An auto body shop in a major metropolitan area has again accused leading insurers of refusing to pay for necessary scans and calibration on late-model vehicles…
Super Bowl 50 has ended, and the water cooler talk of course extends beyond the game to the ads.
Though last year saw a barrage, including the weird Nationwide dead kid spot, we’re not sure if any auto insurer had a presence this time. Automakers were out in force, though, and what they hawked with style or comedy during the 2016 Super Bowl might affect shops either with new body materials or anticrash technology.
Here’s a few we noticed that are within the realm of the average Super Bowl watcher’s pocketbook. (We skipped the Audi R8 and Acura NSX). Special thanks to the “Every Super Bowl Ad” YouTube channel for rounding them up for us:
2017 Honda Ridgeline
Honda hasn’t disclosed all the details, but the OEM built the truck with its ACE format. That basically means a boatload of ultra-high-strength steel, and probably the gigapascal-steel door ring found on basically all next-generation Hondas.
Statements like Honda’s “the segment’s best handling, ride quality, cabin quietness and all-weather traction capabilities – courtesy of its unibody construction, sophisticated chassis, and available i-VTM4™ torque-vectoring AWD system” also indicate the kind of stiffer, lighter materials and advanced joining methods used in next-generation mainstream vehicles. Plus, it’s a truck, and Honda’s going to want to shave weight for federal CAFE standards.
The Ridgeline also will offer an optional autobraking system, technology all but assured to reduce the number of Ridgeline crashes you’ll see. This and other sensor/camera technology will continue to make system scans and likely calibration SOPs for Ridgeline repairers.
Honda led with the in-bed speakers, though:
While the exact megapascal ratings are unknown, the next-generation 2017 Hyundai Elantra includes 53 percent advanced-high-strength steel, far more than than the 2015 model, and more structural adhesive.
“In addition to the strengthened chassis, the 2017 Elantra makes structural improvements to the front side members that are now a hexagonal design and the dash-to-cowl connection has also been reinforced,” Hyundai wrote in January. “The front apron to the A-pillar now features a straight and continuous load path and has hot stamping applied on the front side rear lower member. B-pillar assemblies feature partial softening hot stamping that start with a reinforcement section (150kgf grade) and then transition into a softening section (100kgf grade) to help absorb side impact.”
Autobraking is an option, as you’ll see demonstrated below. It also carries the potential for OEM steering of drivers with Blue Link to one of its certified repairers. (Hyundai partnered with Assured Performance last year to create the program.)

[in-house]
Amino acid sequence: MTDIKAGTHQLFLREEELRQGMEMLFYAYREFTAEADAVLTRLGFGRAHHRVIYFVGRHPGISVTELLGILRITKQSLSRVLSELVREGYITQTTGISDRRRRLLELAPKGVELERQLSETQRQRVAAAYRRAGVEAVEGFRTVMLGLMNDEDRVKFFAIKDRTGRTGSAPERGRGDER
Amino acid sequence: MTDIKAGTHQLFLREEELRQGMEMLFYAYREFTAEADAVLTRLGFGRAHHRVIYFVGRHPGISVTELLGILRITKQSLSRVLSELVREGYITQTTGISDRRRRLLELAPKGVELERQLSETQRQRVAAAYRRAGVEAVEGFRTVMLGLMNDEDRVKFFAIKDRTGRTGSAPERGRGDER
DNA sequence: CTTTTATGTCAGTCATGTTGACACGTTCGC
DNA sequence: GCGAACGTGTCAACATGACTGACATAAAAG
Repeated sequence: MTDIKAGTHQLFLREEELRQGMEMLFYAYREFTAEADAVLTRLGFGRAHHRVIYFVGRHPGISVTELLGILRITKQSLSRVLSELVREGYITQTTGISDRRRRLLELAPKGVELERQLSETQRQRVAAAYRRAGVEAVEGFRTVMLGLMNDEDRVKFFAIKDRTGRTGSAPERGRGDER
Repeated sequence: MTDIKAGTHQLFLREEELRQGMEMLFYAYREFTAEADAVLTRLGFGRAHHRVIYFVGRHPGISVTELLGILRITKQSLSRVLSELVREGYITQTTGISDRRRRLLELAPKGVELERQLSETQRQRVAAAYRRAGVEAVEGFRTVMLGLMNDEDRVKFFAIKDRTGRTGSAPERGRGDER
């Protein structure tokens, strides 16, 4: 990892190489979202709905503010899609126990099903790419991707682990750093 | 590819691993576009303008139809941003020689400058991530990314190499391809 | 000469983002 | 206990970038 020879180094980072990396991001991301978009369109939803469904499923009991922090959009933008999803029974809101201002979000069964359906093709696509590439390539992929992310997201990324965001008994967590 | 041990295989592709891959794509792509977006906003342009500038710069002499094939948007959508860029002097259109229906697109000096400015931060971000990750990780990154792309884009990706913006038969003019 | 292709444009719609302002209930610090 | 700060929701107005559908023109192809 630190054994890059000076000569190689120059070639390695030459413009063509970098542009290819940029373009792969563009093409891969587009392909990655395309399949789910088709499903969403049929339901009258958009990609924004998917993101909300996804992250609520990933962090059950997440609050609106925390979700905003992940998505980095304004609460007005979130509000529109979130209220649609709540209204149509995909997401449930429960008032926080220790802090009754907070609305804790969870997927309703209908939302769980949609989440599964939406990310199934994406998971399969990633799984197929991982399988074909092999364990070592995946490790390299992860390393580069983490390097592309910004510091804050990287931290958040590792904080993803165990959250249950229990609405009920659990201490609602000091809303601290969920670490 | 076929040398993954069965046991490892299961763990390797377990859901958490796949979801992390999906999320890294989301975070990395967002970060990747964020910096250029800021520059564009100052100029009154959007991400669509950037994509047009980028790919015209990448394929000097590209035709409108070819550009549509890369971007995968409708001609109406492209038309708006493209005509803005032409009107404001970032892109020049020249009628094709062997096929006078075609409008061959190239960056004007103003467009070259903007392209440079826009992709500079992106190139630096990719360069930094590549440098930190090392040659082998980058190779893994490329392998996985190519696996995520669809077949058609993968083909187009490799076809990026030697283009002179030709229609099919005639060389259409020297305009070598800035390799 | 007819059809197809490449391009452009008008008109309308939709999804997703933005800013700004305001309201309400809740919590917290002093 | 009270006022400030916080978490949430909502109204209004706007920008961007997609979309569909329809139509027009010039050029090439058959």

The next-generation Genesis appeared in 2015, and like the Elantra, it’s mostly advanced-high-strength steel and has autobraking and Blue Link. The new model has HID headlights standard.
The body of the 2016 Kia Optima is more than 50 percent advanced high-strength steel, which more than doubles the amount of the light, strong metal in the 2015 Optima.
Besides the 150 percent increase in advanced high-strength steel, Kia revealed that 3.5 times more structural adhesives and 4.5 times more hot-stamped parts are in the 2016 Optima. Also on the advanced materials front, the sunroof support structure is made out of carbon fiber.
Yep, autobraking is an option.
About 19 percent of the 2016 Toyota Prius’ body appears to be ultra-high-strength steel — up from 3 percent in the 2015 Prius.
A Japanese edition of the news release describes that alloy as “strong, lightweight hot-stamp materials” of at least 980 megapascals, and it seems as though this applies in the U.S. as well.
The vehicle was the first to use Toyota’s TNGA modular concept, which uses structural adhesive, “Laser Screw Welding” and more weld points, and new frame shapes in addition to the high-strength steel. Toyota says the Prius has 60 percent more torsional rigidity because of these factors, delivering a stiffer, sportier ride.
The 2016 Buick Cascada convertible only offers a forward collision alert option, not full-blown autobraking option; however, it still could cut into collisions.
The latest “not your father’s Buick” offering should also have a lot of higher-strength steels, according to Buick and parent General Motors.
“A rigid body structure features high-strength steel in strategic areas, reinforced side sills and press-hardened steel in the A-pillars,” Buick wrote.” It is the foundation for the Cascada’s driving experience, contributing to steering precision, ride quality and quietness – as well as safety. A 106.1-inch (2,695 mm) wheelbase enhances ride smoothness while enabling greater rear-seat legroom.
It’s difficult to find specific details, but MINI describes a “torsionally stiff, rigid and also weight-optimized body structure” and collision warning as an option on the new Clubman. JD Power wrote that the car can brake itself.
So those are the cars and some of the ads for the Super Bowl. Be on your toes.
“Every Super Bowl Ad” YouTube channel, February 2016
Featured image: The 2016 Toyota Prius was featured in this Super Bowl 50 ad. (Screenshot from Toyota USA YouTube footage)